Karen Tait speaks for many:

I contacted the local Tesco store in Kirkwall, Orkney last week to express my concern that there was no Scottish lamb on the shelves, only lamb from New Zealand. Given that Scottish sheep farmers are struggling to make a living and this store is based in the heart of a beef and lamb producing community, I found this outrageous. The majority of the shoppers i…n this store will be directly or indirectly involved in farming and you are relying on their support by receiving their custom, but you are not supporting them in return. The local manager listened to my concerns and stated that he could do more to promote Scottish lamb in future. He explained that the Kirkwall store does stock a number of locally produced goods (a fact I was already aware of as I prefer to purchase them) and that he wished to increase the range. He also explained the very strict criteria each producer must comply with before their product gets to the shelf. I am a farmer so am familiar with such inspections as we have to meet a number of standards and have to pass strict checks on our own farm in order to sell livestock into the food chain. I am therefore horrified that horse meat has been found in your burgers, and given the strict criteria you have in place and our national cattle traceability system, cannot believe you were not aware of this?The local store is managed and run by a group of staff that you should be very proud of but I am unlikely to be a regular customer there anymore as I don’t wish to support your lack of regard or respect for honest food production within Scotland and the UK.

So. Tesco. Still sticking to that trusty policy..?

Posted: 12th, February 2013 | In: The Consumer | Comment (1)

Woman’s death linked to her daily diet of 2.2 gallons of Coca Cola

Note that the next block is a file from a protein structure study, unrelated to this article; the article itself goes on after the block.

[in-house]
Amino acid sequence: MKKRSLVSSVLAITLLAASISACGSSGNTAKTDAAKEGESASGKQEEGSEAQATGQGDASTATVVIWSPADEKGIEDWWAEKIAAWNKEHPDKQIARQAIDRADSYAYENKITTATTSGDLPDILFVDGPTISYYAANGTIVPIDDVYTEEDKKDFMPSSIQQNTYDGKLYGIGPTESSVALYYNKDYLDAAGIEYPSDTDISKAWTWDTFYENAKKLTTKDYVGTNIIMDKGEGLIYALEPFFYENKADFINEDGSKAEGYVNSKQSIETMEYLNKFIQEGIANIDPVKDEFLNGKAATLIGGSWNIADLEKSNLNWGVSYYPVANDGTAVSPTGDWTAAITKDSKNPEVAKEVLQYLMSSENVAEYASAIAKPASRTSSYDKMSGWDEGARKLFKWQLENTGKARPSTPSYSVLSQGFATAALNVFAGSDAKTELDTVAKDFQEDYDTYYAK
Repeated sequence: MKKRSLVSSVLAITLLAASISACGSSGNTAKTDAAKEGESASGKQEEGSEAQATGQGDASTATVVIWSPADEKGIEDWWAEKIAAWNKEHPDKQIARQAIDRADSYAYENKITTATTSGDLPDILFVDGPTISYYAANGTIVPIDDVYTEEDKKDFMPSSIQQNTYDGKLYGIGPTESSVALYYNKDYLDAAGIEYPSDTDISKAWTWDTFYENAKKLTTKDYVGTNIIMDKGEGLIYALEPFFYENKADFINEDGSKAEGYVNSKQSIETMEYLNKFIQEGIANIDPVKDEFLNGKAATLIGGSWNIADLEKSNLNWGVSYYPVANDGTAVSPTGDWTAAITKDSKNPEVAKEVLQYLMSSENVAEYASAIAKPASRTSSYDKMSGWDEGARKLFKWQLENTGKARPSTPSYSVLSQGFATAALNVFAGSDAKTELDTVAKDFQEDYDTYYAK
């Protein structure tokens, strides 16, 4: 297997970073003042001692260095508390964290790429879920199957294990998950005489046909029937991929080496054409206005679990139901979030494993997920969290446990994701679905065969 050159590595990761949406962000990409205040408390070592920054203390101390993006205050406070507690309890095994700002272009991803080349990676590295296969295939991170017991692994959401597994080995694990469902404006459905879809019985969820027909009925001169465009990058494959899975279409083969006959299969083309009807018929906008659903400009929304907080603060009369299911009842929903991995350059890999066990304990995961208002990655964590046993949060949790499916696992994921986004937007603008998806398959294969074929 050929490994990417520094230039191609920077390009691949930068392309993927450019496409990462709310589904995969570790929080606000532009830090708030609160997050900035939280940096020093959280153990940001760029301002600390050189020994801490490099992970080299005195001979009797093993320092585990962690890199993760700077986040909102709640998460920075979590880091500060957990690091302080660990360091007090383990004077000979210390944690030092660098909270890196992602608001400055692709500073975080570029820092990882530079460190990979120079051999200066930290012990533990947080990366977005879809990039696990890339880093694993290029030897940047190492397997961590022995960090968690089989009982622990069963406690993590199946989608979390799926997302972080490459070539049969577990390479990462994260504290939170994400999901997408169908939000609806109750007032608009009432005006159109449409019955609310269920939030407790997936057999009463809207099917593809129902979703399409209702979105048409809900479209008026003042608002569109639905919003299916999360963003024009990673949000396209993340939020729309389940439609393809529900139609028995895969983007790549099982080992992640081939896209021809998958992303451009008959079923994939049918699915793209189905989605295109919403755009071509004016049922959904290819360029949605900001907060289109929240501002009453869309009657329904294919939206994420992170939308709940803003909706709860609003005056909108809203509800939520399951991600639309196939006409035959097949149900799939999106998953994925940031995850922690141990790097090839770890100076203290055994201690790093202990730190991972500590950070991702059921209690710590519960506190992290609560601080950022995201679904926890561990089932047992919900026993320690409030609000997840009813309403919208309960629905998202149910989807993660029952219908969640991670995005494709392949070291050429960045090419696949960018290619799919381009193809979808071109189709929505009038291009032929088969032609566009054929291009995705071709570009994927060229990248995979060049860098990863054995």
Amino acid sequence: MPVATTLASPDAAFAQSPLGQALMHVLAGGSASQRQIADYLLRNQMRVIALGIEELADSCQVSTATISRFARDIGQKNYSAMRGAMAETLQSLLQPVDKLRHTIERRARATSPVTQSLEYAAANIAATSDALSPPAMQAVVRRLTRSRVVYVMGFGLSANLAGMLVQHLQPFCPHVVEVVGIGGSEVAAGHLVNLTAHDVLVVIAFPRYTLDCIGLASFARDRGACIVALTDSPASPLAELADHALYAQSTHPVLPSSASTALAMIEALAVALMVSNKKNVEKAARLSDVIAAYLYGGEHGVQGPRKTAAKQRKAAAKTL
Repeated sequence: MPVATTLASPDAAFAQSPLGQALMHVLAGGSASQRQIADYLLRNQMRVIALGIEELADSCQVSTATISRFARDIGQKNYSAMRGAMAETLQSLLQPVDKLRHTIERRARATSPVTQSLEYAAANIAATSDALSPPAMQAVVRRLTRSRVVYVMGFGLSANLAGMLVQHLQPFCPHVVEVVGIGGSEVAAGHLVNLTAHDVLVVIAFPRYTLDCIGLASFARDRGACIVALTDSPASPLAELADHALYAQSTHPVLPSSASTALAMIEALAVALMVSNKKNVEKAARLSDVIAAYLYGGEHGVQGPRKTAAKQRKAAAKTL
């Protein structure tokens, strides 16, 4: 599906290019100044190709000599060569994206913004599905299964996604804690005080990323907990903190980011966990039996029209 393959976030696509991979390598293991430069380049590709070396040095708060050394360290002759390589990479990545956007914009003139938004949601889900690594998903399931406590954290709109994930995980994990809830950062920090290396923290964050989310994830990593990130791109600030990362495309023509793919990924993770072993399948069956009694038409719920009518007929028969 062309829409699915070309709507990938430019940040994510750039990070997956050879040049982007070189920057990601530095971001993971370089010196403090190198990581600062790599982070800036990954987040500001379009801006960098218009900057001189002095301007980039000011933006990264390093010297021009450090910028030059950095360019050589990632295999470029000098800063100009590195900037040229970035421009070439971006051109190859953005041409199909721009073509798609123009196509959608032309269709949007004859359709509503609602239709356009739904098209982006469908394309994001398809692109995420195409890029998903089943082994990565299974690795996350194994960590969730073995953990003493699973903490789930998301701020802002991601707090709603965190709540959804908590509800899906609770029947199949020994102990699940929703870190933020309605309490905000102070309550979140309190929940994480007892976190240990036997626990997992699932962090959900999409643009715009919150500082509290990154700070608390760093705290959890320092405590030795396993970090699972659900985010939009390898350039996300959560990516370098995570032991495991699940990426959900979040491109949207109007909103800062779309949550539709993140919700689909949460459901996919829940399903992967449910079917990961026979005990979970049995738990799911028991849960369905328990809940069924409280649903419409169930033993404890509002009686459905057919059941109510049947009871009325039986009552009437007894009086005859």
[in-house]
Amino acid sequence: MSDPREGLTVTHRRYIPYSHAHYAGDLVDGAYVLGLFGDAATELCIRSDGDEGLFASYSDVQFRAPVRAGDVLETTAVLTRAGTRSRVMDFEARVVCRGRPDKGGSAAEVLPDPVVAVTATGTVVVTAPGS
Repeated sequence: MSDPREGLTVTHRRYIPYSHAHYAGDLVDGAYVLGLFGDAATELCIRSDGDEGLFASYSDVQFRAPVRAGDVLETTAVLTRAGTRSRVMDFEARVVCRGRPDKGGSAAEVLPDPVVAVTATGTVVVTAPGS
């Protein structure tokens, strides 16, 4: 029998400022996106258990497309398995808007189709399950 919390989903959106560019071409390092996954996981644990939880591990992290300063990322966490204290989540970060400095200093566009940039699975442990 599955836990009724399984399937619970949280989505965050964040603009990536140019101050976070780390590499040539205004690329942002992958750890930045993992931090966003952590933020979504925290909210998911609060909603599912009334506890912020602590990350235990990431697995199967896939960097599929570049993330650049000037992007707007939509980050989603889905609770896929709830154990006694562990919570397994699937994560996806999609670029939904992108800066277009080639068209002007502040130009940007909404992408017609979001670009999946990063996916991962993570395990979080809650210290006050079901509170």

NATASHA Harris, 30, has died after consuming up to 2.2 gallons of Coca Cola a day. Every day. Ms Harris, 30, of Invercargill in New Zealand’s South Island, died February 2010. The coroner, Mr David Crerar, that the “extreme” amounts of Coke played a role in the cardiac arrhythmia that finally killed her.

He calculated that drinking 10 litres delivered 970mg of caffeine, and more than 1kg of sugar a day:

“I find that when all the available evidence is considered, were it not for the consumption of very large quantities of Coke by Natasha Harris, it is unlikely that she would have died when she died and how she died.”

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Posted: 12th, February 2013 | In: Reviews, Strange But True, The Consumer | Comment

Get a Big Hunka Love Bear for St Valentine’s Day and watch that man like a hawk

YOU’RE a grown woman. An adult. What you need from your man is a huge teddy bear for St Valentine’s Day. If he gets you a tricycle, worry. A pair of Disney pull-ups, wonder. A cot,  a rattle and asks you to look really innocent… Call the police!

Vermont Teddy Bears say their Big Hunka Love Bear is what men need to get that special lady into bed. The bear is a four and a half foot high aphrodisiac. Why not buy one and attach some balloons. Toddlers Grown women love balloons and stuffed animals

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Posted: 11th, February 2013 | In: The Consumer | Comment

Sack the agency: Advertising Week Europe vs. Advertising Week NYC gets the Hugh Grant it deserves

HOW do the advertisers advertise for Europe Advertising Week? With this. The only thing that could make it more of a w**kfest is if the censorious Hugh Grant turned up. Oh, hi, Hugh… Hugs.